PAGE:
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Chicago Lighthouse

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Details

Location:Chicago, IL - Medical District

Materials:JM 80mil TPO Fully Adhered

Crew Members:24 people

Manhours:2,900 hours

Conditions, Strategies & Results

Chicago Lighthouse

Chicago Lighthouse is a nonprofit organization serving the blind, visually impaired, disabled, and Veteran communities in the greater Chicago area. They contacted Roofed Right in need of a new roofing configuration to effectively stop the present leaking and ensure a solid ongoing maintenance plan. Roofed Right suggests regular maintenance to prevent costly repairs and replacements in the future; this is especially necessary when the roof is older and more vulnerable to the elements as with this roof.

Pre-job Conditions

Buildings with older roofs and minimal maintenance struggle to survive the Midwest winter months, leaks continually worsen and repairs become increasingly difficult in bad weather. The previous roofing system Chicago Lighthouse had in place was half concrete decking and half metal decking with a ballasted EPDM membrane. Incessant leaking was slowly causing the insulation between the decking and the EPDM membrane to become wet. Moisture leaking into insulation becomes a costly project if not caught and handled quickly and efficiently by professionals. Wet insulation tends to accelerate the aging process of a roofing system and the building as a whole, causing structural damage in the long term. Luckily the issues were identified before any major damage occurred, saving time and money for the customer and Roofed Right. Chicago Lighthouse was ready to be upgraded to a newer and more dynamic solution to solve their leaking issues.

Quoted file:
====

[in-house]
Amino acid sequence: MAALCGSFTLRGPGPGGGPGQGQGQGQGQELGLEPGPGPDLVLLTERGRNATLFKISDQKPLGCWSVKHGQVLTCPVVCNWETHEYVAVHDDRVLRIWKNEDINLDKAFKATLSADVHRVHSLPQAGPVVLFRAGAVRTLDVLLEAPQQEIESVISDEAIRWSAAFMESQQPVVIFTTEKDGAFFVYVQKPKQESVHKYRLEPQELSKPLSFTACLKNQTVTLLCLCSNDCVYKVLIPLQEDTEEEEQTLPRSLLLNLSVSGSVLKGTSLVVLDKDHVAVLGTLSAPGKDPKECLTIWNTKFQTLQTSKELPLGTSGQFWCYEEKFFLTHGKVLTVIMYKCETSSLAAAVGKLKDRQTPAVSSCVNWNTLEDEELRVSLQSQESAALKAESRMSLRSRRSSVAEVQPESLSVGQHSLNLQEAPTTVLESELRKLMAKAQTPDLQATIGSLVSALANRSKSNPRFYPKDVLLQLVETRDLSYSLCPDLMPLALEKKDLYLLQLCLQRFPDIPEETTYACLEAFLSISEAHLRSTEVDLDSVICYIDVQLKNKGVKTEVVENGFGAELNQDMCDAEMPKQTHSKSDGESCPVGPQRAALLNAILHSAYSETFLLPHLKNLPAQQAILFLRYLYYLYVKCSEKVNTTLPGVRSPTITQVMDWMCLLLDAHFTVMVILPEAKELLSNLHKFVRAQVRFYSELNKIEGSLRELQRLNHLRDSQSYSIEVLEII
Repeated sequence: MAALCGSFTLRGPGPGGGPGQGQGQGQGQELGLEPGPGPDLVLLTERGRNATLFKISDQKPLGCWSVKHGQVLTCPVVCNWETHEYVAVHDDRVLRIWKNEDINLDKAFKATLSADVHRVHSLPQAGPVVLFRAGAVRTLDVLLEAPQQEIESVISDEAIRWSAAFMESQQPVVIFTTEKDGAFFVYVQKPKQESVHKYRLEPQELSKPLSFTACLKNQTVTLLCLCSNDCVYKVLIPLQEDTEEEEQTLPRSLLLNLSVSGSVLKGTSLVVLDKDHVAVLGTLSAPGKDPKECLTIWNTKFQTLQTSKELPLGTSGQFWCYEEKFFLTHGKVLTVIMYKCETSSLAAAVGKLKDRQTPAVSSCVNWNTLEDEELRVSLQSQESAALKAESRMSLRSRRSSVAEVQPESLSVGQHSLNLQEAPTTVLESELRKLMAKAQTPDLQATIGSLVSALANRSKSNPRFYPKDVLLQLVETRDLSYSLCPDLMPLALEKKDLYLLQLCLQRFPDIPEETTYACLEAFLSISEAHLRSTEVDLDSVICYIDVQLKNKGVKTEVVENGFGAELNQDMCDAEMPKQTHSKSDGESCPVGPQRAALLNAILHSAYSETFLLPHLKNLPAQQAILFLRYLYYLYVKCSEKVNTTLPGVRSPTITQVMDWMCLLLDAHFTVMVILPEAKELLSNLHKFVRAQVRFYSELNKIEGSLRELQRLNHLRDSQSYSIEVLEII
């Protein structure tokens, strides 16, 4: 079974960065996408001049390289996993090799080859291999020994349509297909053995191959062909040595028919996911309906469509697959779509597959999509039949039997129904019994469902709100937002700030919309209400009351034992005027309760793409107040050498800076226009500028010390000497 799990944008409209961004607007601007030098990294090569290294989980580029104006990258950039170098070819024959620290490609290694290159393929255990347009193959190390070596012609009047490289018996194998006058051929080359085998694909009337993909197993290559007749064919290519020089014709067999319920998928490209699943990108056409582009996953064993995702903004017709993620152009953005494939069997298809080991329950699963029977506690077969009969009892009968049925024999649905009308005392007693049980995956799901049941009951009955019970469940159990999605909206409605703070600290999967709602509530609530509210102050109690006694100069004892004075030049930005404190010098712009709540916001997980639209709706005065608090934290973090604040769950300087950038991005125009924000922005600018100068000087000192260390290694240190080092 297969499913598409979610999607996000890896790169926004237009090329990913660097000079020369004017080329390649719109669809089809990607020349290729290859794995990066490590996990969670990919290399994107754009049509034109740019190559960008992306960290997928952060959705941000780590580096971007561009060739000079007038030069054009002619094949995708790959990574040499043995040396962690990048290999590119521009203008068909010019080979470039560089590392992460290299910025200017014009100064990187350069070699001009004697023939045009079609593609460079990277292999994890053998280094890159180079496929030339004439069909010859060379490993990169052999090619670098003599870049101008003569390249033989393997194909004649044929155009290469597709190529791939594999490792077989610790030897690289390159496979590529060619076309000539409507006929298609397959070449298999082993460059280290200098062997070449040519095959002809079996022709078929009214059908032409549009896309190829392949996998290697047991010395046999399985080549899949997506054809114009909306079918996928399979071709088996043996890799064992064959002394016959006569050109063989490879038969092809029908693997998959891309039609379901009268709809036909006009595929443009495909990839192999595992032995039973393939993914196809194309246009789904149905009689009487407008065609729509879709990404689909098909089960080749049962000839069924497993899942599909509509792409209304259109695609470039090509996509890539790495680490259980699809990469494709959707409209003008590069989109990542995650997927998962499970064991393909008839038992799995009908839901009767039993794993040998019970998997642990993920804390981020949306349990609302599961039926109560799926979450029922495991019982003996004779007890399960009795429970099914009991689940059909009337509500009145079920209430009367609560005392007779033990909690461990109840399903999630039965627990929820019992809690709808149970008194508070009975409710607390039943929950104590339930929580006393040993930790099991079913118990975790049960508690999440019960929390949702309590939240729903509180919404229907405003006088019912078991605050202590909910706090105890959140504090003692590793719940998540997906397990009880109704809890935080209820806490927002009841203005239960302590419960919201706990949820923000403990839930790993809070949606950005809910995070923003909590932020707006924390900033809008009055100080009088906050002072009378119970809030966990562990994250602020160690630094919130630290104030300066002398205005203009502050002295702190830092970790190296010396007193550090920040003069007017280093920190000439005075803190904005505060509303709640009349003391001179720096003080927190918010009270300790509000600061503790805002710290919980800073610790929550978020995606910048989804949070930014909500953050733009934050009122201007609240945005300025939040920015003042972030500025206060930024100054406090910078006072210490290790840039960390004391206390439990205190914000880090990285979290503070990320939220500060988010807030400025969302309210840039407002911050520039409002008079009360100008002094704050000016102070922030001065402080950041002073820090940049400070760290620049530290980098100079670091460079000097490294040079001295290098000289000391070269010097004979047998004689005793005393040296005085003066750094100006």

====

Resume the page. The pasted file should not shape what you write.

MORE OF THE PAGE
Strategies and Results

The first priority when replacing a roof with leaking is checking for and removing all wet or damaged insulation. Releveling the missing sections with new ISO was a cost efficient way to effectively reuse it while upholding industry standards. This particular roof had a previously installed tapering system that was able to be preserved and incorporated into the new structure. In the area with structural concrete decking, a new nailable decking substrate was installed over the existing tapered insulation— effectively creating a reverse ballast system. Another layer of ISO was mechanically attached and the JM 80mil TPO membrane was fully adhered on top. Accompanied by regular maintenance, this membrane provides between 20 and 30 years of protection. The entire project was completed quickly and easily. Replacing most of the roof prevented further damage from wet insulation and restored the structural integrity of the system.

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